The Act was intended to address an age old issue of the power of the Highland Lairds, whose ownership of the land that whole communities lived and depended has given them almost total power over the lives of Highlanders for generations. Think of the Clearances, or scandals over more recent absentee landlords. Celebrated Community Buy-outs have taken place on the Islands of Eigg and Gigha for example, although these projects are often marginal and troubled.
The Toward Buy-Out has so far been a political story full of twists and turns, claims and counter claims, interventions from Government, allegations of lies and double dealing. At present Argyll and Bute Council and its leader Dick Walsh (almost unbelievably, in whose ward the Castle lies) are looking like a bunch of incompetent nay-sayers with some kind of agenda that makes little sense to anyone who is unfamiliar with the odd political landscape in this part of the world. Here are a few pointers;
Argyll and Bute Council was created in 1996 from the existing Argyll and Bute district and one ward of the Dumbarton district. It is a massive mostly rural area, made up of lochs, mountains and glens, as well as islands in and around its extensive and twisting coastline. It has a population of around 80,000 but has only four towns in which more than 10,000 people live.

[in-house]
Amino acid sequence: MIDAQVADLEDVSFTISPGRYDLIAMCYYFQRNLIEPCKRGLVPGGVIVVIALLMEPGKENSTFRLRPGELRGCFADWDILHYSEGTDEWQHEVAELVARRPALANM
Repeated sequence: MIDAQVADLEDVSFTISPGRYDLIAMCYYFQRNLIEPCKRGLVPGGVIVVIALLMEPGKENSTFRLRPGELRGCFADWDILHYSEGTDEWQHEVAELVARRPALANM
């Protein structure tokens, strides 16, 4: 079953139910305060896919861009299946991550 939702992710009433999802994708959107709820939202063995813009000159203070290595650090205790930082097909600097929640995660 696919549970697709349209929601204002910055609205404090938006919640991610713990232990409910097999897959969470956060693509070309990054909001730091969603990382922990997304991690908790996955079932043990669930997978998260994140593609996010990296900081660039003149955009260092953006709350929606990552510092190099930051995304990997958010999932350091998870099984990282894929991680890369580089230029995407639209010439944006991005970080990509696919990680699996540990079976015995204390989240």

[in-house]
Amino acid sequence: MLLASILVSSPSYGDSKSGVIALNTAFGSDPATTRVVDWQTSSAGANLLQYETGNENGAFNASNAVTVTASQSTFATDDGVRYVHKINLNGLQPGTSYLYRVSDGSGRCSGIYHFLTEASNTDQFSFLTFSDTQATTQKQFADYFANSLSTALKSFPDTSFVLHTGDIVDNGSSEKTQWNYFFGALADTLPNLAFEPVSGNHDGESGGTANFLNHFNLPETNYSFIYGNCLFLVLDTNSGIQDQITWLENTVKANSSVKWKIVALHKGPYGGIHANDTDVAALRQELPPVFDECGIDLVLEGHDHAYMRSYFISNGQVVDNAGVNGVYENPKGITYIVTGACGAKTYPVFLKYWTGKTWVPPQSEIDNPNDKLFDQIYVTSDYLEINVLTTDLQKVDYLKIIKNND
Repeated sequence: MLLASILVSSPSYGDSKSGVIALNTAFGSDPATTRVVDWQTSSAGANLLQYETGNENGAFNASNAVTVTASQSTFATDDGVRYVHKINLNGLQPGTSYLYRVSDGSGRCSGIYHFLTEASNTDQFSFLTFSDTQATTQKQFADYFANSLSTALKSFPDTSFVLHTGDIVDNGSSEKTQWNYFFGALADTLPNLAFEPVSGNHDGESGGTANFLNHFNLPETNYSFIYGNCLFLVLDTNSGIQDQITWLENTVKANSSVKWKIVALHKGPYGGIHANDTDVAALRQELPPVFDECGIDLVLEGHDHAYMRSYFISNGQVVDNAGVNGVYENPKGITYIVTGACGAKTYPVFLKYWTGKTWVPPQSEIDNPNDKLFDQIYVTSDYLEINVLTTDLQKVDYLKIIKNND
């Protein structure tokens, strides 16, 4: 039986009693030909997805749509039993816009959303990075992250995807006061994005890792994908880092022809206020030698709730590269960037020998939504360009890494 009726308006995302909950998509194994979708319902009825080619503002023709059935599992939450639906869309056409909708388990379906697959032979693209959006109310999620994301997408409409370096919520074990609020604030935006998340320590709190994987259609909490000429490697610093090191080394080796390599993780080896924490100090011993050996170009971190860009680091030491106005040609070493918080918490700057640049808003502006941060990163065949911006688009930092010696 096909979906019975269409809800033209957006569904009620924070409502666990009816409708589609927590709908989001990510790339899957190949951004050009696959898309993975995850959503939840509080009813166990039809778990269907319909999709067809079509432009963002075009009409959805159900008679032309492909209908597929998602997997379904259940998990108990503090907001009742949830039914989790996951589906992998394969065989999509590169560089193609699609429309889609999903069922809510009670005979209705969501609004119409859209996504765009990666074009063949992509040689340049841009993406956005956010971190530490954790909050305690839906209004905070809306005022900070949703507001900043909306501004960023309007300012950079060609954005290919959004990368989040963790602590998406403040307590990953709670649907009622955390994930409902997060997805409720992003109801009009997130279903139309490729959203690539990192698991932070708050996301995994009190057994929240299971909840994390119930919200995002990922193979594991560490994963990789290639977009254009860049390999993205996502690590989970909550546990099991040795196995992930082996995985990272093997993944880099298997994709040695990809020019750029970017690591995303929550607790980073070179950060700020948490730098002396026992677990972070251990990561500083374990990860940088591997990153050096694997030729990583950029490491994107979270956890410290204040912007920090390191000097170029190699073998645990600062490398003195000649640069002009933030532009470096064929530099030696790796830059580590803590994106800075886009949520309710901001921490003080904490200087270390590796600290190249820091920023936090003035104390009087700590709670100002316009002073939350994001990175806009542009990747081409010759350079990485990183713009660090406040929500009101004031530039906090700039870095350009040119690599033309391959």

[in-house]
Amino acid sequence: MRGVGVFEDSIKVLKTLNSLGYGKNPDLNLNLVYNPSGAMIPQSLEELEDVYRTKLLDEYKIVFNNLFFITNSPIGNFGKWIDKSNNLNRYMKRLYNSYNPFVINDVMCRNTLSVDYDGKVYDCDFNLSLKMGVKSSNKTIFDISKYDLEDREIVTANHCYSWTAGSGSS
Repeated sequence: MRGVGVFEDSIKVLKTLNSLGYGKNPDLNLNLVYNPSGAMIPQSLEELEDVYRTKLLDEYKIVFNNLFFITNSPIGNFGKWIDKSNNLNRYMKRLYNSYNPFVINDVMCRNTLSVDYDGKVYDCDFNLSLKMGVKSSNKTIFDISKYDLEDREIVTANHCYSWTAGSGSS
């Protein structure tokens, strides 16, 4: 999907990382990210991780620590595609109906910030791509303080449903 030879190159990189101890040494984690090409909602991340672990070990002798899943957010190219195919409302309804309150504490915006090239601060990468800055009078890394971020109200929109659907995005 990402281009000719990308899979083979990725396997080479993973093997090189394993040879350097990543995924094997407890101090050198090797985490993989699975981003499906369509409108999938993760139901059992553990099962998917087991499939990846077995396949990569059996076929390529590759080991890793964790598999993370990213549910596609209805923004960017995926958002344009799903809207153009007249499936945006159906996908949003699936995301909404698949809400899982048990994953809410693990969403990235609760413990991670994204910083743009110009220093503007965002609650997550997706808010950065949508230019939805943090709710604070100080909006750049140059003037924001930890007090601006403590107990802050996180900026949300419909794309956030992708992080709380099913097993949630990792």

The council has long been dominated by ‘independent’ councilors; with no stated political affiliation. There are a few Liberal Democrats, and the Scottish National Party have done well of late, but Dick Walsh, the veteran (‘independent’) leader of the Council depends mostly on a coalition of independents. Power in Argyll tends to continue to be held by those who have seized it, with no real challenge, no obvious political ideology and no overt value base.
There have been a few scandals, but Dick has shown himself to be remarkably politically resilient. Check out this article from 15 years ago.
The council itself seems to ride out a fair number of external criticisms. For example, Audit Scotland have made several damning assessments of the way the Council operates over the years, most recently in 2013. It was this report that ushered Dick Walsh back into power in the wake of the collapse of an earlier SNP led coalition. However he had survived earlier critical reports himself, with barely a shamed face, managing to bring about changes that satisfied the critics.